Most people would like a forewarning if they’re at a higher risk of death than other people. Some clues are obvious: If you’re ingesting healthy foods, for example, you live longer. But sometimes we can find signals in unexpected places; like clues to your mortality may be in your spit. Seriously. Researchers have discovered that a lower level of antibodies in saliva are associated with an elevated risk of dying, and could function as an early indicator of said risk.
The research, published by a team from the University of Birmingham, explored the association between an antibody commonly found in saliva (secretory immunoglobin A, or IgA), and mortality rates in the general population. They looked at 639 adults aged 63 or older at the time of saliva sampling in 1995, and measured their IgA secretion rates. The participants were then tracked for mortality over the following 19 years, with any associations being measured for gender, occupational group, smoking, and medication usage.
There ended up being a negative association between IgA secretion rate and all-cause mortality. A deeper analysis of the data showed that the all-cause association was possibly due to an underlying association with cancer mortality particularly with non-lung cancers.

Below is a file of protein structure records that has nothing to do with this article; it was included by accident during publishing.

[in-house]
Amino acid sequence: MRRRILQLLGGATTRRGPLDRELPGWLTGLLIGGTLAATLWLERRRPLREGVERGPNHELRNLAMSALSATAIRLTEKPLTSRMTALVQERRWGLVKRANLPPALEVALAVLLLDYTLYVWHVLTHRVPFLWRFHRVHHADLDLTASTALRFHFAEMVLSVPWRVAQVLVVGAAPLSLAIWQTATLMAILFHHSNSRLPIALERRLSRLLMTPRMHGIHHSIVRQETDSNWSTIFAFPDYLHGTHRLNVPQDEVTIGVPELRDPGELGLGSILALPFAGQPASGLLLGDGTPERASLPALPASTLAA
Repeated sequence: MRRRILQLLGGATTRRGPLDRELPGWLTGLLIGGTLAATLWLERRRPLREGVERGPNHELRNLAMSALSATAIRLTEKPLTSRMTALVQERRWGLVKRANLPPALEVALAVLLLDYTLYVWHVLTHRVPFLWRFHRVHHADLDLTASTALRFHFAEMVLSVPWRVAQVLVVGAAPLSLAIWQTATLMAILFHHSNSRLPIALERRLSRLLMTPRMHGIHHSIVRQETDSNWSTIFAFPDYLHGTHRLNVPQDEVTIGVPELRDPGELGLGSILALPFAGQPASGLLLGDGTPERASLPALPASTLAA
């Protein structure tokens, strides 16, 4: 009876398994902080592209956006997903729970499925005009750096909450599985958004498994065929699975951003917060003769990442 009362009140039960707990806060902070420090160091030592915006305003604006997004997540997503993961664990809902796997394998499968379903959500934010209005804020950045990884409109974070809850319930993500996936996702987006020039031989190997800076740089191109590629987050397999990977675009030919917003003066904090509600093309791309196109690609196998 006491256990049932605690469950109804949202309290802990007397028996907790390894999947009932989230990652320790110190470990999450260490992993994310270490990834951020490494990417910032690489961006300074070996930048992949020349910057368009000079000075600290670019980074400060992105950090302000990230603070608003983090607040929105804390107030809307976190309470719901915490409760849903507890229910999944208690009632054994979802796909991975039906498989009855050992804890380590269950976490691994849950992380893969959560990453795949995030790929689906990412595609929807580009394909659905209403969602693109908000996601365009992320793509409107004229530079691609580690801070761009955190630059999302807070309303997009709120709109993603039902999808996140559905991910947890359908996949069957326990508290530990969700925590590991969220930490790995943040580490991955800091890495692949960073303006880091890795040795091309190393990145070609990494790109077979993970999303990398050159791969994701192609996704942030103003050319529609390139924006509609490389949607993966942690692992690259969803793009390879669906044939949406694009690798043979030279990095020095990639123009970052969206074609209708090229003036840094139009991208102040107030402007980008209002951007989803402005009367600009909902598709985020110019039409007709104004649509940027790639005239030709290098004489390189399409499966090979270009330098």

Immunoglobulins, also called antibodies, are proteins the white blood cells secrete. They are essential for combating infectious diseases.
“There are a number of factors that can affect how well we produce antibodies and maintain their levels,” explained Dr. Anna Phillips, from the University of Birmingham, in apress release. “There are some we have no control over, such as age, heritability or illness, but our general state of health can also affect their levels: stress, diet, exercise, alcohol, and smoking can all influence those levels.”
Phillips says that it remains to be seen exactly how saliva samples could be used in check-ups, since researchers need to better understand the line at which the secretion rate should be considered a cause of concern. “We could certainly say that, if found to be extremely low, it would be a useful early indicator of risk,” she said.
The team believes its next step should be a larger, longitudinal study to follow up and investigate the link between their findings and infectious diseases. They would also like to examine the development progression of a disease such as cancer to provide a greater understanding of the mechanisms behind the association detailed in the study.